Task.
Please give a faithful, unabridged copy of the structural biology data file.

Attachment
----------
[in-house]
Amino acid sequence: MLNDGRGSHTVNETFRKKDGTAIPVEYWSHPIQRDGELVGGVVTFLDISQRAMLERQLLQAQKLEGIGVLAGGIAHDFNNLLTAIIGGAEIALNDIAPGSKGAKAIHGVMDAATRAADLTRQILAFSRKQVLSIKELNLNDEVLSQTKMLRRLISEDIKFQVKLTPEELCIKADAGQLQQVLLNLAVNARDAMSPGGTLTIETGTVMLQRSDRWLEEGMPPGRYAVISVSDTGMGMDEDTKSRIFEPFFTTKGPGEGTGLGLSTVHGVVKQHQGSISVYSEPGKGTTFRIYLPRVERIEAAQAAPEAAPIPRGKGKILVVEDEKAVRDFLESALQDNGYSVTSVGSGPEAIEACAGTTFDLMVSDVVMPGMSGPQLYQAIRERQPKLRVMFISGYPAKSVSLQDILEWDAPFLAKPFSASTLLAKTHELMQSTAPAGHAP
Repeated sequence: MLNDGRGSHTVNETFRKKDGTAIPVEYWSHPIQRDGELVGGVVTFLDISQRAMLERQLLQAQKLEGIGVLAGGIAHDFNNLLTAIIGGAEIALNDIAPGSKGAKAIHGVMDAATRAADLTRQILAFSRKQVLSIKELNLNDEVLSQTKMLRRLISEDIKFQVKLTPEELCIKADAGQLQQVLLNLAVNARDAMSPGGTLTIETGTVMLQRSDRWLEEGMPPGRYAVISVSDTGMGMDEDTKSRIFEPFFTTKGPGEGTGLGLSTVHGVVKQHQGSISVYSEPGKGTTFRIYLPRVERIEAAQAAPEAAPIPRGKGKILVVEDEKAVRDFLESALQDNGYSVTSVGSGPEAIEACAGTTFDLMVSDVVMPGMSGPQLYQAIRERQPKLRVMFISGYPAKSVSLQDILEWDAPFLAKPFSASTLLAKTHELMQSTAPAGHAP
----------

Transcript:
[in-house]
Amino acid sequence: MLNDGRGSHTVNETFRKKDGTAIPVEYWSHPIQRDGELVGGVVTFLDISQRAMLERQLLQAQKLEGIGVLAGGIAHDFNNLLTAIIGGAEIALNDIAPGSKGAKAIHGVMDAATRAADLTRQILAFSRKQVLSIKELNLNDEVLSQTKMLRRLISEDIKFQVKLTPEELCIKADAGQLQQVLLNLAVNARDAMSPGGTLTIETGTVMLQRSDRWLEEGMPPGRYAVISVSDTGMGMDEDTKSRIFEPFFTTKGPGEGTGLGLSTVHGVVKQHQGSISVYSEPGKGTTFRIYLPRVERIEAAQAAPEAAPIPRGKGKILVVEDEKAVRDFLESALQDNGYSVTSVGSGPEAIEACAGTTFDLMVSDVVMPGMSGPQLYQAIRERQPKLRVMFISGYPAKSVSLQDILEWDAPFLAKPFSASTLLAKTHELMQSTAPAGHAP
Repeated sequence: MLNDGRGSHTVNETFRKKDGTAIPVEYWSHPIQRDGELVGGVVTFLDISQRAMLERQLLQAQKLEGIGVLAGGIAHDFNNLLTAIIGGAEIALNDIAPGSKGAKAIHGVMDAATRAADLTRQILAFSRKQVLSIKELNLNDEVLSQTKMLRRLISEDIKFQVKLTPEELCIKADAGQLQQVLLNLAVNARDAMSPGGTLTIETGTVMLQRSDRWLEEGMPPGRYAVISVSDTGMGMDEDTKSRIFEPFFTTKGPGEGTGLGLSTVHGVVKQHQGSISVYSEPGKGTTFRIYLPRVERIEAAQAAPEAAPIPRGKGKILVVEDEKAVRDFLESALQDNGYSVTSVGSGPEAIEACAGTTFDLMVSDVVMPGMSGPQLYQAIRERQPKLRVMFISGYPAKSVSLQDILEWDAPFLAKPFSASTLLAKTHELMQSTAPAGHAP